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‘How I wish to live is my choice, certificate cannot decide that’: transgenders against screening committees

Vicky Shinde, a transgender activist and founder of Shivshakti Foundation, said people tend to think of transgenders as sex workers, bar dancers or beggars.

Written by Abha Goradia | Mumbai |
Updated: January 11, 2019 12:14:45 pm
transgenders, Transgender Persons Bill 2018, Transgender rights, Transgender rights in india, hijdas, kinnars A transgender person protests at Azad Maidan on Wednesday. (Express photo by Prashant Nadkar)

A protest was staged against the Transgender Persons (Protection of Rights) Bill, 2018, passed in the Lok Sabha last week, at the Azad Maidan on Wednesday. Protesters said despite repeated opposition from the transgender community, the Bill called for screening committees at a district level that will certify transgenders.

“Now a panel will decide whether we are transgender or not. We wish to reveal our identity ourselves because no one else can judge our identities for us,” said activist Madhuri Sarvoday Sharma.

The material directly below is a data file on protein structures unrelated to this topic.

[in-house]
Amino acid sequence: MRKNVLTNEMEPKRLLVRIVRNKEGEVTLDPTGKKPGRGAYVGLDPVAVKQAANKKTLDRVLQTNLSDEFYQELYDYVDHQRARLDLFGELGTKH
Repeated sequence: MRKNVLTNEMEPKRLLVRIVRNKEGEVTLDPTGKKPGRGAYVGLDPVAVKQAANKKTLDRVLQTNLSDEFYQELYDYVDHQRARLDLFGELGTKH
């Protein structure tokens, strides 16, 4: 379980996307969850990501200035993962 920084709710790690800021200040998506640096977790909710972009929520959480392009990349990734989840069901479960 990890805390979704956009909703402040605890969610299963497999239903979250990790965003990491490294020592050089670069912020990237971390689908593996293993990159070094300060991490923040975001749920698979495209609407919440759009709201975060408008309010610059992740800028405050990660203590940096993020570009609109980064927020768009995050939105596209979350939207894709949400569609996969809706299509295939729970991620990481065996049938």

Sharma added, “The bill says begging can be penalised. ‘Badhai’ is a part of hijra culture. Even when Ram was born, ‘kinnars’ received ‘badhai’ as is narrated in the Ramayana. Society gave us the right to receive ‘badhai’ and give blessings in return. Give us employment first and then we will stop what they call begging. We don’t even receive loans and government assurances of inclusion are only on paper.”

Vicky Shinde, a transgender activist and founder of Shivshakti Foundation, said people tend to think of transgenders as sex workers, bar dancers or beggars. Born a boy, Shinde identifies as a transgender.

“How I wish to live is my choice, I don’t need a certificate to decide that for me. I have been looking for a house, but no one is ready to give me, a transgender, a house on lease,” added Shinde.

A statement issued by the organisers of the protest, Gaurav Foundation and Sakhi Char Chowghi Trust, read, “This is a violation of the Supreme Court judgement in NALSA vs UoI (2014) which upheld our right to self-determination of gender, without compulsory medical intervention. It criminalises organised begging without providing opportunities in education, employment or healthcare.”

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